Donald Trump tax allegations add fuel to pivotal first debate

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  • Controversy is raging after allegations that US President Donald Trump paid little federal income tax.
  • Trump will face Joe Biden in a live TV debate.
  • The two have been firing barbs at each other for some time.


US President Donald Trump on Sunday faced allegations that he paid little or no income tax for years before he came to power, as his cloudy financial past stoked controversy ahead of the first election debate.

The New York Times alleged the billionaire president paid just $750 federal income taxes in 2016, the year he won the White House, and no income taxes at all in 10 of the previous 15 years because he reported losing more money than he made.

READ | The most shocking revelations from The New York Times report about Trump's tax returns

Trump, who immediately dismissed the accusations as "totally fake news", is readying to come face to face with his Democratic opponent Joe Biden at a live debate on Tuesday.

The Republican leader has broken with presidential tradition by refusing to release his tax returns, fighting a long battle in the courts and triggering speculation about what they might contain.

"First of all, I paid a lot and I paid a lot of state income taxes too... It'll all be revealed," Trump said as he shrugged off the Times story that cited tax data extending more than 20 years.

Fresh salvo

The paper said the records "reveal the hollowness, but also the wizardry, behind the self-made-billionaire image" of the president.

Senior Democrat Chuck Schumer took to Twitter, asking everyone "who paid more in federal income tax than President Trump" to raise their hand.

At Tuesday's election debate, millions of Americans will watch as the two antagonists - who depict each other as existential threats to the country - step into the ring live on television after months of shadow-boxing.

Trump taunted Biden on Sunday with the fresh salvo on his mental acuity.

"I will be strongly demanding a Drug Test of Sleepy Joe Biden prior to, or after, the Debate on Tuesday night," he tweeted, saying he would take one also.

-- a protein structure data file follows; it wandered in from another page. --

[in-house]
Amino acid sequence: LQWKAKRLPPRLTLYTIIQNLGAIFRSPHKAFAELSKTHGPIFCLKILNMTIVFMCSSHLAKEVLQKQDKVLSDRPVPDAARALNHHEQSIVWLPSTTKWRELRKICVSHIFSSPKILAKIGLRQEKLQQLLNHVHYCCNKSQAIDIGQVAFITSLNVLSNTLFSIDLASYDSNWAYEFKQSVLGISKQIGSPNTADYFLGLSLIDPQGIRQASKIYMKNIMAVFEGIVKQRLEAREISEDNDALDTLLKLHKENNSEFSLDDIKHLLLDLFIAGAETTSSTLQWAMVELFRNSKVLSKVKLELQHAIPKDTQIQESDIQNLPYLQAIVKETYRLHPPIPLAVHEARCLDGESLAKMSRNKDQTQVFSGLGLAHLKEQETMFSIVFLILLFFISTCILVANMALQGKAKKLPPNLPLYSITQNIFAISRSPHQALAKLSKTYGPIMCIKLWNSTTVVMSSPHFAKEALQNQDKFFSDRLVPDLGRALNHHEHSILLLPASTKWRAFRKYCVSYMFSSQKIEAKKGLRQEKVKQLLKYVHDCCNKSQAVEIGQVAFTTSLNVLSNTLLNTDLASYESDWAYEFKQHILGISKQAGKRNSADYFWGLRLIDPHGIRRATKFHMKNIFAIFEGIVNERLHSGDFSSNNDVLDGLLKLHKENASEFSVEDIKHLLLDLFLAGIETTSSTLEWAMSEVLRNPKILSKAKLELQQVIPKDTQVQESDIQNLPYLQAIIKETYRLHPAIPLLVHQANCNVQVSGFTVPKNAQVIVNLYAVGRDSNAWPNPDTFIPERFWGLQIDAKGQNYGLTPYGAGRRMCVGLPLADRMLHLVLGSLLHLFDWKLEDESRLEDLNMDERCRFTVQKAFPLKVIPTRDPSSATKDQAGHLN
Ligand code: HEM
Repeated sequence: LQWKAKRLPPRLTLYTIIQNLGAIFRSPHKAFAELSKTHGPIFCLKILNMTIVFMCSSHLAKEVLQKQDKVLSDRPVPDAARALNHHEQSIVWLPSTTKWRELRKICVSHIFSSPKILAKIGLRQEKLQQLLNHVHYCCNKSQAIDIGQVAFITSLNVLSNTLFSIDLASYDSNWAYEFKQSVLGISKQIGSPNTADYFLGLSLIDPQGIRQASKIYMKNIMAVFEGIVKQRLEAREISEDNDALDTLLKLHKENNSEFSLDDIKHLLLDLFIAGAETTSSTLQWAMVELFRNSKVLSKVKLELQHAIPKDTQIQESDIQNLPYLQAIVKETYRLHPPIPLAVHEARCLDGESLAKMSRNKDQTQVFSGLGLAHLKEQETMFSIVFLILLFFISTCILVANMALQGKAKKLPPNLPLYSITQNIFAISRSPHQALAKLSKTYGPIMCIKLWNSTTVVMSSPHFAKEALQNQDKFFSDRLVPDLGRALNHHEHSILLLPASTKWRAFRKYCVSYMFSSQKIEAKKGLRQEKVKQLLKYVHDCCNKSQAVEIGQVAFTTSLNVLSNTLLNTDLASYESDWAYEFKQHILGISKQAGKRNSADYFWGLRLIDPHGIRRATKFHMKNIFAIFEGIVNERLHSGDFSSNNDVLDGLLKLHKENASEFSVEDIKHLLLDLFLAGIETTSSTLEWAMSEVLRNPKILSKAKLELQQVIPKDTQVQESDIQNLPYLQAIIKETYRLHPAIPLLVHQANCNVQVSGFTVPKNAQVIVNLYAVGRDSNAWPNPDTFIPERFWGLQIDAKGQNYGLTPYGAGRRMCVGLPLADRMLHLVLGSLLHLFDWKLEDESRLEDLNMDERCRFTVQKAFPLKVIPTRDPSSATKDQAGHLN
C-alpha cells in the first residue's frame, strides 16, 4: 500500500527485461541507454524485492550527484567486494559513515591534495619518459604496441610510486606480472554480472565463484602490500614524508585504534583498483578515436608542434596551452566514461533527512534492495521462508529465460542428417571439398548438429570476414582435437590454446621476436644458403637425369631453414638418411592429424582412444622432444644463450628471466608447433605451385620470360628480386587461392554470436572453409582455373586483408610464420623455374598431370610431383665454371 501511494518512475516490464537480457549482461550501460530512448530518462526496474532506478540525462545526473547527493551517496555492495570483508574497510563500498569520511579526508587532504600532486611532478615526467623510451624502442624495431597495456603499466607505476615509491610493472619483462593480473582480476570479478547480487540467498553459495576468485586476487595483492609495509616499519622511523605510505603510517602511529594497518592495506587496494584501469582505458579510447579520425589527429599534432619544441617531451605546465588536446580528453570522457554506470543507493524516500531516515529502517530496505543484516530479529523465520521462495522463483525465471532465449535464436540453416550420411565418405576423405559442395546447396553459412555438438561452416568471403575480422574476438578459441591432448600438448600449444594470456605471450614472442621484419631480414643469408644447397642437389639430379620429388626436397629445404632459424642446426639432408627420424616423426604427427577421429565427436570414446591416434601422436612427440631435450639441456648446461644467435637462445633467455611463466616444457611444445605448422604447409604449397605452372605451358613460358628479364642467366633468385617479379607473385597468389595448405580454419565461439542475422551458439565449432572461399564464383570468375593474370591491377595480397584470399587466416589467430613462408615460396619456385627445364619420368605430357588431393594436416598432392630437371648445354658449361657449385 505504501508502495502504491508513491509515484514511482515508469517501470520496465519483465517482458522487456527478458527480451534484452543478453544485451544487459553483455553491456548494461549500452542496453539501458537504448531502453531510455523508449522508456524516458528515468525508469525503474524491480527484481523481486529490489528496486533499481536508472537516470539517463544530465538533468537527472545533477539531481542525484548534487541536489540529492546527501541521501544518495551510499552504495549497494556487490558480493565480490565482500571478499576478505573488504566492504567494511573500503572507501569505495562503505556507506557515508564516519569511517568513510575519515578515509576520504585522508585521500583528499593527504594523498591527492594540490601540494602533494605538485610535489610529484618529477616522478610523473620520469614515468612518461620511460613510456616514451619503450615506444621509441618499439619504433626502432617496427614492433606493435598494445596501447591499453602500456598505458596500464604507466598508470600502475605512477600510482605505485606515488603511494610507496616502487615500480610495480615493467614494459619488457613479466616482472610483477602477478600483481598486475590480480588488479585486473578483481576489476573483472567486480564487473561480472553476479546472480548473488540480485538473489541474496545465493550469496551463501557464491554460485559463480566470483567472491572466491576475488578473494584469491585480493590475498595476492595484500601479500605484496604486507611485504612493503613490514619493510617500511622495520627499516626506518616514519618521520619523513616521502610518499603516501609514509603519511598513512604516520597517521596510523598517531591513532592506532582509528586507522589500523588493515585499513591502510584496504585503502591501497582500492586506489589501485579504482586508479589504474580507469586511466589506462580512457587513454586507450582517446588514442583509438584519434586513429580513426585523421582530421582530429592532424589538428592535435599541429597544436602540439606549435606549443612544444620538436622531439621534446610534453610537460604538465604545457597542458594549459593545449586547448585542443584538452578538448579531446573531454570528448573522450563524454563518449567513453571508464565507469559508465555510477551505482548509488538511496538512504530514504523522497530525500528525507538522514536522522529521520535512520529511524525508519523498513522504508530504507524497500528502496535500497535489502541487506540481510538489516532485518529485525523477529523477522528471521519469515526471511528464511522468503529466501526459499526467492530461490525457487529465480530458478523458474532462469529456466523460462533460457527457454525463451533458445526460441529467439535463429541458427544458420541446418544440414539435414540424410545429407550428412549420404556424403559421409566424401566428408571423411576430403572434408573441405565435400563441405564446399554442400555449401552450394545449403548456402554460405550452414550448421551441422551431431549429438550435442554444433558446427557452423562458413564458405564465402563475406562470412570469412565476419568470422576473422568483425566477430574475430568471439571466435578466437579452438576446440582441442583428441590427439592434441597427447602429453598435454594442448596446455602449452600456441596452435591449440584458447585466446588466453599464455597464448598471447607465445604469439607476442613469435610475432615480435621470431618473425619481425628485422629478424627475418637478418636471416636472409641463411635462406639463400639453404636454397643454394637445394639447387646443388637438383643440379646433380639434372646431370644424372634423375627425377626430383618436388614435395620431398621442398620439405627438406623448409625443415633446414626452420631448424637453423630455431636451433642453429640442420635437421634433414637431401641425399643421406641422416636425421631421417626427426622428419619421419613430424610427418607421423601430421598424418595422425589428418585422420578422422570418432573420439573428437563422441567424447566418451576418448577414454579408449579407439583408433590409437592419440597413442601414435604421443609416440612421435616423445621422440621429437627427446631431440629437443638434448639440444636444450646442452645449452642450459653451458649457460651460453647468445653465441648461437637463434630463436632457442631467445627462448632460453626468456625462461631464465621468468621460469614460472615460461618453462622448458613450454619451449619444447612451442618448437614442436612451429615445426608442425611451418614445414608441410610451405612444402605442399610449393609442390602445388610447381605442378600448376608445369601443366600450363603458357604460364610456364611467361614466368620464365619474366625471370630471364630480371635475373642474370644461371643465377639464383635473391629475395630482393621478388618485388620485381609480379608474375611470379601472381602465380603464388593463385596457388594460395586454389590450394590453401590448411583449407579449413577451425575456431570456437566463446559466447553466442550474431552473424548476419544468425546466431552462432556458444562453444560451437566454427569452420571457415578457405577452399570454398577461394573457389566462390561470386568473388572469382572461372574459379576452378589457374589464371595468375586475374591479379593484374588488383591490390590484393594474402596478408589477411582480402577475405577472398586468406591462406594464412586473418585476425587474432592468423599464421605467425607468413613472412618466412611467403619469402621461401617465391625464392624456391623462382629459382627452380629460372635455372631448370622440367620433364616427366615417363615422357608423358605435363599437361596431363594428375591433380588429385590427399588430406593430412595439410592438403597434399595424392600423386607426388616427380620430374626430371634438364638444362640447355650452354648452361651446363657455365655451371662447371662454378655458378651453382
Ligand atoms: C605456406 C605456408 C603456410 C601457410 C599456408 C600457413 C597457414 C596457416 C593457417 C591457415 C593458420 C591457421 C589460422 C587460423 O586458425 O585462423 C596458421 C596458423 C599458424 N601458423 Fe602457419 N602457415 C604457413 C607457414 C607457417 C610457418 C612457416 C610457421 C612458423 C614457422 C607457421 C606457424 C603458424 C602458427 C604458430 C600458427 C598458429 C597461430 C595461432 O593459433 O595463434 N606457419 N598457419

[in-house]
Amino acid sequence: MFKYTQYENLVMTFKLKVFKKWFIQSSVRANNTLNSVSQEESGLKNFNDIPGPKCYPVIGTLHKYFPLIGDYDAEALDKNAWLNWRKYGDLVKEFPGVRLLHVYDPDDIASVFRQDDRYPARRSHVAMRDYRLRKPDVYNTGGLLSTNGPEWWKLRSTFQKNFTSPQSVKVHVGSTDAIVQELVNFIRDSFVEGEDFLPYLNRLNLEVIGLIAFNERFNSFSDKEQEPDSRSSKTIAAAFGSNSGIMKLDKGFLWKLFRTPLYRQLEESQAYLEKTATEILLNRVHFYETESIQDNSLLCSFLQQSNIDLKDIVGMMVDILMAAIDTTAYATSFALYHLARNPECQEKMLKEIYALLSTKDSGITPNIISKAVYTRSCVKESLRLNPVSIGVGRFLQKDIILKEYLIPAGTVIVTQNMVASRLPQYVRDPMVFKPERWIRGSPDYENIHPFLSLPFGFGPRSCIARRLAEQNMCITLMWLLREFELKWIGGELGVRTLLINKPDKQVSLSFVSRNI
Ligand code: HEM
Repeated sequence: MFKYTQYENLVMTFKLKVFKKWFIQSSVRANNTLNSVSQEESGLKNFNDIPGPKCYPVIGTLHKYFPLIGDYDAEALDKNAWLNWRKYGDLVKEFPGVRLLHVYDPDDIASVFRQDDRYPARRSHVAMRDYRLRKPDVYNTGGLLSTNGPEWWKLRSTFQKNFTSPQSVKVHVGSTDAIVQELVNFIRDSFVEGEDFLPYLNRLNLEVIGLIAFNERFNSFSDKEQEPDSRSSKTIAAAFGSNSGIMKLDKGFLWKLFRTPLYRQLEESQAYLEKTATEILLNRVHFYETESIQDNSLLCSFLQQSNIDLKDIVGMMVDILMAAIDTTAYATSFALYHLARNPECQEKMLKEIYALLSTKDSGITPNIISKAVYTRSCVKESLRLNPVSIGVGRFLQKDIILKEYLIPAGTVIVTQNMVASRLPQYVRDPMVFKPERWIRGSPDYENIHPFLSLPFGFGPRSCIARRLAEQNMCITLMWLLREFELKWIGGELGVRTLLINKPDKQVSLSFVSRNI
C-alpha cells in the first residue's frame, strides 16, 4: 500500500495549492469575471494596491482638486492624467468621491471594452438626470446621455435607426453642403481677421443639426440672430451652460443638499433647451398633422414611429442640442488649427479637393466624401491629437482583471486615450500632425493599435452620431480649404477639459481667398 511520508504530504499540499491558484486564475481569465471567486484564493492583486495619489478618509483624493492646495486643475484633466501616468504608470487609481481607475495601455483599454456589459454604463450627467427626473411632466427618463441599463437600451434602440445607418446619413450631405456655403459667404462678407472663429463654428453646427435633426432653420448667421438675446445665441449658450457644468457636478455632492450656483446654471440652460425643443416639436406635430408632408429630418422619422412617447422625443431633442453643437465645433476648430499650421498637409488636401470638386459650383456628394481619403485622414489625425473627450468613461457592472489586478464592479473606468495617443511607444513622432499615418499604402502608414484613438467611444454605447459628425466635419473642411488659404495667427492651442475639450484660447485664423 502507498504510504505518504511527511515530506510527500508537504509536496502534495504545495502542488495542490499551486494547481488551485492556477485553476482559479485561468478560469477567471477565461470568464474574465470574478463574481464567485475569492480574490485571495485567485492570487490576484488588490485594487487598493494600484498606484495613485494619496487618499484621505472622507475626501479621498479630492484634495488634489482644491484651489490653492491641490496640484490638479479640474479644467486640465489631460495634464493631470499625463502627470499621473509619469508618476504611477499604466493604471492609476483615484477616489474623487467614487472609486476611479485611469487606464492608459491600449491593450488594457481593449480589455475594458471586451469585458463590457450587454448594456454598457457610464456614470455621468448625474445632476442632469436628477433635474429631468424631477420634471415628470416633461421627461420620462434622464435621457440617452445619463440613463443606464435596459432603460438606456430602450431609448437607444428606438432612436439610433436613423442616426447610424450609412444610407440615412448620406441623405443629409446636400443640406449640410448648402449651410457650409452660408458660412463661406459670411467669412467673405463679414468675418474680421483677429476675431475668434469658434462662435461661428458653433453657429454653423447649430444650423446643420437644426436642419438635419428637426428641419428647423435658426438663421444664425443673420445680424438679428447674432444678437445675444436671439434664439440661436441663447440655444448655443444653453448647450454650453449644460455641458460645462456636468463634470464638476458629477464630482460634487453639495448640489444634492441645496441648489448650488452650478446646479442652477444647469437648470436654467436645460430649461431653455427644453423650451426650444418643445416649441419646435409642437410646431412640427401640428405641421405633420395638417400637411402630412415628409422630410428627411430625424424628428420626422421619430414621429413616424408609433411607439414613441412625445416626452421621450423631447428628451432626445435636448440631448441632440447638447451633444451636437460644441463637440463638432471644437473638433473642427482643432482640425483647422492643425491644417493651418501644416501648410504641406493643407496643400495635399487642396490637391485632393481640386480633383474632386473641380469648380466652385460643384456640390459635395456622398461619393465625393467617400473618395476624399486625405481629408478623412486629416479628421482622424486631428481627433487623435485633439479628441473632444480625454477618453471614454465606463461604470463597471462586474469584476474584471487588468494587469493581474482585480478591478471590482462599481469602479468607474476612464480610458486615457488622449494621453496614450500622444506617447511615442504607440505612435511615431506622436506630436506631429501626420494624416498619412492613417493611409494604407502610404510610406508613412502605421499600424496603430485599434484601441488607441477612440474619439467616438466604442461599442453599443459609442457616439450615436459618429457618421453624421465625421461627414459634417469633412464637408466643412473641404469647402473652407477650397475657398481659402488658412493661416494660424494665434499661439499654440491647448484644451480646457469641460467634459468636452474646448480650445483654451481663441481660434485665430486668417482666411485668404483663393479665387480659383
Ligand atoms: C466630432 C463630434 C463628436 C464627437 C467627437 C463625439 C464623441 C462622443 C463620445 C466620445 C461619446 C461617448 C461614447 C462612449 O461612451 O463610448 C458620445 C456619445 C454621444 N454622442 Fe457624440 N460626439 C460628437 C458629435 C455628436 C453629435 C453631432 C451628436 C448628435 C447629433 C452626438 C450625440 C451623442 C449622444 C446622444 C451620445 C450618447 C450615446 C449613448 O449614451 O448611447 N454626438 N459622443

"His Debate performances have been record setting UNEVEN, to put it mildly. Only drugs could have caused this discrepancy???"

When asked by reporters about the demand, Biden laughed before declining to comment.

Both men are prone to blunders and gaffes when speaking - but the 74-year-old Trump has repeatedly depicted the 77-year-old Biden as senile.

Supreme Court justice

On Saturday, Biden said he expects "personal attacks and lies" from the president, likening Trump to Nazi propaganda chief Joseph Goebbels.

The former vice president has until recently stayed close to his Delaware home due to the challenges of safely campaigning in person for the 3 November election during the pandemic.

Trump, meanwhile, has been flouting his own government's social distancing guidelines to criss-cross battleground states, speaking frequently at mass rallies where participants are often tightly packed with few masks in sight.

The debate also comes as both sides try to exploit Trump's bid to install conservative Amy Coney Barrett in the late Justice Ruth Bader Ginsburg's seat on the Supreme Court.

Trump sees his nomination of Barrett - potentially tilting the court to the right for years - as a fundamental boost to his troubled campaign.

He told Fox & Friends on Sunday the Senate will "easily" confirm Barrett before the election, despite furious Democratic opposition.

But Biden hit back, accusing Trump of rushing Barrett's nomination in order to launch a new assault on health care.

He again urged the Senate to delay the confirmation until after the election, noting that early voting had already begun.

"Never before in our nation's history has a Supreme Court justice been nominated and installed while a presidential election is already under way," he said.

Barring a huge surprise, Republican senators, who have 53 out of 100 votes in the upper house of Congress, are expected to confirm Barrett.

The TV debate could be a wildcard, with Trump needing to break through the 200 000 US coronavirus deaths, the long-lasting economic fallout and fatigue at the constant upheaval roiling his administration.

He sees himself as a tough guy and has huge confidence in his prowess on stage.

Yet unlike the fawning treatment he enjoys during his weekly call-ins to Fox News or the adoring atmosphere at rallies, he'll find himself facing a determined rival painting him as "toxic" for America.

"When Joe Biden walks onto the debate stage, it will be the first moment in four years where an American has the opportunity to confront Donald Trump for what he's done," Steve Schmidt, a Republican strategist turned outspoken Trump opponent, said on MSNBC.

Frontrunner Biden mainly needs to keep steady against a man who many call a master provocateur.

"There is virtually no doubt that Trump will try to bait him," David Barker, director of the Centre for Congressional and Presidential Studies at American University, said.

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